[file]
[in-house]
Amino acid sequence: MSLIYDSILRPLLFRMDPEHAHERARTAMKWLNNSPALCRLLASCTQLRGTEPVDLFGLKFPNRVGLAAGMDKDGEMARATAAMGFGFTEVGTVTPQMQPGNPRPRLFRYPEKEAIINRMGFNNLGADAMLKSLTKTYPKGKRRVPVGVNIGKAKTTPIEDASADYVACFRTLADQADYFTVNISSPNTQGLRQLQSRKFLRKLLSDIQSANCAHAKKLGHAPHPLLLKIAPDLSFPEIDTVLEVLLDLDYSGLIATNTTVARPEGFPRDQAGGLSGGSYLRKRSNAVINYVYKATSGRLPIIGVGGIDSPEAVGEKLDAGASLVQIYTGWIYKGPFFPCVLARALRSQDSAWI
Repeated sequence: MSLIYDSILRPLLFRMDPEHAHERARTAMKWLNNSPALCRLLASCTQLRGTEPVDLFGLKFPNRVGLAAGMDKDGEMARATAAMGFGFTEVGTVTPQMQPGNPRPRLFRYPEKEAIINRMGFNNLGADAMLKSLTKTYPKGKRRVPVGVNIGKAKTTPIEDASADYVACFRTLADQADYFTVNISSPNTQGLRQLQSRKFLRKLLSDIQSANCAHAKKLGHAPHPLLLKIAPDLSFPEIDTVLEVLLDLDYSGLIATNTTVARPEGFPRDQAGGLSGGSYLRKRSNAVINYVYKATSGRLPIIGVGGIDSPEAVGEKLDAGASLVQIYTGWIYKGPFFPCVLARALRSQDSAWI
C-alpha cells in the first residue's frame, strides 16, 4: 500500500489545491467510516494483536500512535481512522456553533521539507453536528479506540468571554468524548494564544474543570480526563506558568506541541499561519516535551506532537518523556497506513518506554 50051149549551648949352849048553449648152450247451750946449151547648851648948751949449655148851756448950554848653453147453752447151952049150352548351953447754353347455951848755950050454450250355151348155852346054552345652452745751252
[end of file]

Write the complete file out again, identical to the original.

[in-house]
Amino acid sequence: MSLIYDSILRPLLFRMDPEHAHERARTAMKWLNNSPALCRLLASCTQLRGTEPVDLFGLKFPNRVGLAAGMDKDGEMARATAAMGFGFTEVGTVTPQMQPGNPRPRLFRYPEKEAIINRMGFNNLGADAMLKSLTKTYPKGKRRVPVGVNIGKAKTTPIEDASADYVACFRTLADQADYFTVNISSPNTQGLRQLQSRKFLRKLLSDIQSANCAHAKKLGHAPHPLLLKIAPDLSFPEIDTVLEVLLDLDYSGLIATNTTVARPEGFPRDQAGGLSGGSYLRKRSNAVINYVYKATSGRLPIIGVGGIDSPEAVGEKLDAGASLVQIYTGWIYKGPFFPCVLARALRSQDSAWI
Repeated sequence: MSLIYDSILRPLLFRMDPEHAHERARTAMKWLNNSPALCRLLASCTQLRGTEPVDLFGLKFPNRVGLAAGMDKDGEMARATAAMGFGFTEVGTVTPQMQPGNPRPRLFRYPEKEAIINRMGFNNLGADAMLKSLTKTYPKGKRRVPVGVNIGKAKTTPIEDASADYVACFRTLADQADYFTVNISSPNTQGLRQLQSRKFLRKLLSDIQSANCAHAKKLGHAPHPLLLKIAPDLSFPEIDTVLEVLLDLDYSGLIATNTTVARPEGFPRDQAGGLSGGSYLRKRSNAVINYVYKATSGRLPIIGVGGIDSPEAVGEKLDAGASLVQIYTGWIYKGPFFPCVLARALRSQDSAWI
C-alpha cells in the first residue's frame, strides 16, 4: 500500500489545491467510516494483536500512535481512522456553533521539507453536528479506540468571554468524548494564544474543570480526563506558568506541541499561519516535551506532537518523556497506513518506554 50051149549551648949352849048553449648152450247451750946449151547648851648948751949449655148851756448950554848653453147453752447151952049150352548351953447754353347455951848755950050454450250355151348155852346054552345652452745751252